Good intentions, bad games
But here’s the thing … I can’t use the word “fun” to describe many of these games not because the topics they address are too dire for such frivolous descriptions, but because, frankly, a lot of these games are downright tedious to play.
Take “Real Lives” for example. Though the game strives to help players better understand what existence is like for the many different people living on this planet, when it dropped me into the life of a young boy growing up Syria and began pummeling me with tedious boxes of text, the experience quickly became about as compelling as reading an encyclopedia.
And while “ICED” is a surprisingly polished 3-D game in some ways, it’s also strangely devoid of things for your youthful character to do. I mean, you can only run around a mostly empty city answering immigration-related trivia questions for so long before skeleton killing starts to look super appealing.
“The complaints are valid,” says Ian Bogost. “A lot of these games are really bad.”
Bogost knows a thing or two about serious games. As the co-founder of Persuasive Games he’s helped develop the likes of “Fat World,” a game that takes a look at the multifaceted problem of American obesity, and “Airport Security,” a game that takes a satirical poke at airport security practices in a post 9/11 world.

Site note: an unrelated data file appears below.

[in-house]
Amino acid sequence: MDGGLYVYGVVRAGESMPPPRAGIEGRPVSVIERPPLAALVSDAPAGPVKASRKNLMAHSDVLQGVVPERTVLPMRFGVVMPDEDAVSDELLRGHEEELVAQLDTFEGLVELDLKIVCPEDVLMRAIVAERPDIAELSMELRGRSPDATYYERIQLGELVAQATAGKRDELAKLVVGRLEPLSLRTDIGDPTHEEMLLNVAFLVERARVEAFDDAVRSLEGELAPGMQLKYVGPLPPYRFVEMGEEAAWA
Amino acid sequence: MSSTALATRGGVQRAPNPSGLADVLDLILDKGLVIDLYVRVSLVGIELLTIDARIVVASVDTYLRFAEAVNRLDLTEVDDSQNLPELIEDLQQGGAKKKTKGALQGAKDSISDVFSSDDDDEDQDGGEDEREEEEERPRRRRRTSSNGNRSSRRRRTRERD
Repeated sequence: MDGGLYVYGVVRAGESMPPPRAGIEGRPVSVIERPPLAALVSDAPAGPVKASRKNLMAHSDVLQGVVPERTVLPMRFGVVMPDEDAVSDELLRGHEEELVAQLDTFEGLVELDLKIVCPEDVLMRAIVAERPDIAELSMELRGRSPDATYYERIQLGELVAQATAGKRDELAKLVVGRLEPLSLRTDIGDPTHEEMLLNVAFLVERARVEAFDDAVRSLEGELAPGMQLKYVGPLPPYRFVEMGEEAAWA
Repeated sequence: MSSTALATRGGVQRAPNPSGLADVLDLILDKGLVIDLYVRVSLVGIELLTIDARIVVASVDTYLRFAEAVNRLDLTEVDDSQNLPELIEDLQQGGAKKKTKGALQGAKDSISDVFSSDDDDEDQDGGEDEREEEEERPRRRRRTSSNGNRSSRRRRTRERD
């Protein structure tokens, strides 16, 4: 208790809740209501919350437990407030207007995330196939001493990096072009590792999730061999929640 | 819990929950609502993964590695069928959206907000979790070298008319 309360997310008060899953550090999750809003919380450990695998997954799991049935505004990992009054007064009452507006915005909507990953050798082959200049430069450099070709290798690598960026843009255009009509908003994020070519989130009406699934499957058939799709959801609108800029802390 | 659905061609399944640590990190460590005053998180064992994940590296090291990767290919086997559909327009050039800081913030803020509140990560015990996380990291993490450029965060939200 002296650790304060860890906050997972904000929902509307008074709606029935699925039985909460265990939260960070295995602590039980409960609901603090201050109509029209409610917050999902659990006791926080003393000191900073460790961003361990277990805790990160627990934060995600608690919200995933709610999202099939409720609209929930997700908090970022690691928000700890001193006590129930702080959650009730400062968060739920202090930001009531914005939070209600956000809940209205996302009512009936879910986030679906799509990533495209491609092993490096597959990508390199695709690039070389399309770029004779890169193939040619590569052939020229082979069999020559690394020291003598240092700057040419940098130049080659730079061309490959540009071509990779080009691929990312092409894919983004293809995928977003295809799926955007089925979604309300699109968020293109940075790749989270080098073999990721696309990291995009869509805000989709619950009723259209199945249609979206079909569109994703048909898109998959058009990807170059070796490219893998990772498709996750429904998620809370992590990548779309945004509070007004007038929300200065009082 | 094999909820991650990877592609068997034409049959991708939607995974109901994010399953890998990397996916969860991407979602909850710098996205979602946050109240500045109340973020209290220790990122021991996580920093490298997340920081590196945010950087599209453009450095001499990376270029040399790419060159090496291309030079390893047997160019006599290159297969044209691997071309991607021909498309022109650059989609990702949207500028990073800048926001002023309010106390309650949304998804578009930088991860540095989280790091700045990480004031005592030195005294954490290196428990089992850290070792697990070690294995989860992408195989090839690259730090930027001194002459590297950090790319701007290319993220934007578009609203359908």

He admits that his company has had its share of hits and misses. In a rather cutting article, Slate writer Justin Peters took Bogost’s company to task for creating games that “play like ‘Sims’ expansion packs that were too boring to be released.’”
But Bogost thinks that Peters and others have missed the point, that “serious games” aren’t necessarily trying to create the same experience mainstream commercial games create or speak to the same crowd.
“I'm less and less interested in satisfying the perverse demands of gamers and much more interested in talking to ordinary people through games,” Bogost responded to Peters. “The idea of making games more alluring to people who don't love games is actually something of a noble goal, in my mind.”
Meanwhile, he points out that serious games — many of which are funded by non-profits or created at the behest of organizations with little game-making experience — are usually produced with very limited time, money and game-development expertise. And if video games are a young medium, then serious games are still in diapers.
“The more games that we start to see that are doing things other than purely entertaining, the more rapidly the sector will grow in size and dollars and in sophistication,” Bogost says.
Play these games
But for all the naysaying, there really are some very good games that have something meaningful to say. Take “Hush” for example. In this little rhythm game created by a team of students from the University of Southern California, you play a Tutsi mother from Rwanda trying to keep her baby quiet while Hutu death squads hunt for you nearby. The gameplay is simple – you must type the letters of a lullabye at the right time to soothe the baby. If you don’t hit the right letters at the right time, the baby will start to cry and draw the attention of men sure to kill you both.